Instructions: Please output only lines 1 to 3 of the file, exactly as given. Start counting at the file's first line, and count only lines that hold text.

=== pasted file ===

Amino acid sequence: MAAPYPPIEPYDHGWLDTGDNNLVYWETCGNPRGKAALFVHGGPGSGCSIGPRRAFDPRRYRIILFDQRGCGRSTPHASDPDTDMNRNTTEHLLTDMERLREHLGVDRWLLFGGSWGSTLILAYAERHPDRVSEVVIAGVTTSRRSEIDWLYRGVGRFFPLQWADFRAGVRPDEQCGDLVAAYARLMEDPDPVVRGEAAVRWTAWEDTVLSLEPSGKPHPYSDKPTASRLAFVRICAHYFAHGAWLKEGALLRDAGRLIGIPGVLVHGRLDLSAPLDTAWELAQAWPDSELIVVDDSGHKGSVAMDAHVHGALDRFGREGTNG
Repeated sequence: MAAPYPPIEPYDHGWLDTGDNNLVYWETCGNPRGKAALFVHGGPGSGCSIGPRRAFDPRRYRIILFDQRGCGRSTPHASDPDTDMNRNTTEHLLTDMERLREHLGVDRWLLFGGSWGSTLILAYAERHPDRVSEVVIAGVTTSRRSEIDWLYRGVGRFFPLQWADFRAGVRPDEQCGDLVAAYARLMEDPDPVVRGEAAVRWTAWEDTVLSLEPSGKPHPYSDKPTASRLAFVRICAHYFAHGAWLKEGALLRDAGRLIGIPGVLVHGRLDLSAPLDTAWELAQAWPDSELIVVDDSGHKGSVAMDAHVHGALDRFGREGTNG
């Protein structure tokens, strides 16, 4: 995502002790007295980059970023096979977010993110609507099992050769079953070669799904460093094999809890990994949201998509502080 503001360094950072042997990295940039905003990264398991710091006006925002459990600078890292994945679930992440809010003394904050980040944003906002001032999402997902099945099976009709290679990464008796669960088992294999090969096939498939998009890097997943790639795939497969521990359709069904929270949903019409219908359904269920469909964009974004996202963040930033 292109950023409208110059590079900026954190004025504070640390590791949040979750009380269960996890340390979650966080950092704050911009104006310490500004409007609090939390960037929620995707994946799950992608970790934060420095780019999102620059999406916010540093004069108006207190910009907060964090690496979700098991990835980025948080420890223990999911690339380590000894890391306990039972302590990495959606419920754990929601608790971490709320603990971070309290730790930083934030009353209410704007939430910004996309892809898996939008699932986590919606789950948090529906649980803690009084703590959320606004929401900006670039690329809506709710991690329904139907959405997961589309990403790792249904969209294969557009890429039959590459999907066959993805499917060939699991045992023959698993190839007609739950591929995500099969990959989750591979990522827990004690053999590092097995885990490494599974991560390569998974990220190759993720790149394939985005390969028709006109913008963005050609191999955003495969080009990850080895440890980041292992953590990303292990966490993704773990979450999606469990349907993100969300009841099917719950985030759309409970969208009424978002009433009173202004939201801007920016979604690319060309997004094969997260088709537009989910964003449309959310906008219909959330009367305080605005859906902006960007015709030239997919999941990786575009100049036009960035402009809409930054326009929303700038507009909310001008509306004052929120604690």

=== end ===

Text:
Amino acid sequence: MAAPYPPIEPYDHGWLDTGDNNLVYWETCGNPRGKAALFVHGGPGSGCSIGPRRAFDPRRYRIILFDQRGCGRSTPHASDPDTDMNRNTTEHLLTDMERLREHLGVDRWLLFGGSWGSTLILAYAERHPDRVSEVVIAGVTTSRRSEIDWLYRGVGRFFPLQWADFRAGVRPDEQCGDLVAAYARLMEDPDPVVRGEAAVRWTAWEDTVLSLEPSGKPHPYSDKPTASRLAFVRICAHYFAHGAWLKEGALLRDAGRLIGIPGVLVHGRLDLSAPLDTAWELAQAWPDSELIVVDDSGHKGSVAMDAHVHGALDRFGREGTNG
Repeated sequence: MAAPYPPIEPYDHGWLDTGDNNLVYWETCGNPRGKAALFVHGGPGSGCSIGPRRAFDPRRYRIILFDQRGCGRSTPHASDPDTDMNRNTTEHLLTDMERLREHLGVDRWLLFGGSWGSTLILAYAERHPDRVSEVVIAGVTTSRRSEIDWLYRGVGRFFPLQWADFRAGVRPDEQCGDLVAAYARLMEDPDPVVRGEAAVRWTAWEDTVLSLEPSGKPHPYSDKPTASRLAFVRICAHYFAHGAWLKEGALLRDAGRLIGIPGVLVHGRLDLSAPLDTAWELAQAWPDSELIVVDDSGHKGSVAMDAHVHGALDRFGREGTNG
């Protein structure tokens, strides 16, 4: 995502002790007295980059970023096979977010993110609507099992050769079953070669799904460093094999809890990994949201998509502080 503001360094950072042997990295940039905003990264398991710091006006925002459990600078890292994945679930992440809010003394904050980040944003906002001032999402997902099945099976009709290679990464008796669960088992294999090969096939498939998009890097997943790639795939497969521990359709069904929270949903019409219908359904269920469909964009974004996202963040930033 292109950023409208110059590079900026954190004025504070640390590791949040979750009380269960996890340390979650966080950092704050911009104006310490500004409007609090939390960037929620995707994946799950992608970790934060420095780019999102620059999406916010540093004069108006207190910009907060964090690496979700098991990835980025948080420890223990999911690339380590000894890391306990039972302590990495959606419920754990929601608790971490709320603990971070309290730790930083934030009353209410704007939430910004996309892809898996939008699932986590919606789950948090529906649980803690009084703590959320606004929401900006670039690329809506709710991690329904139907959405997961589309990403790792249904969209294969557009890429039959590459999907066959993805499917060939699991045992023959698993190839007609739950591929995500099969990959989750591979990522827990004690053999590092097995885990490494599974991560390569998974990220190759993720790149394939985005390969028709006109913008963005050609191999955003495969080009990850080895440890980041292992953590990303292990966490993704773990979450999606469990349907993100969300009841099917719950985030759309409970969208009424978002009433009173202004939201801007920016979604690319060309997004094969997260088709537009989910964003449309959310906008219909959330009367305080605005859906902006960007015709030239997919999941990786575009100049036009960035402009809409930054326009929303700038507009909310001008509306004052929120604690």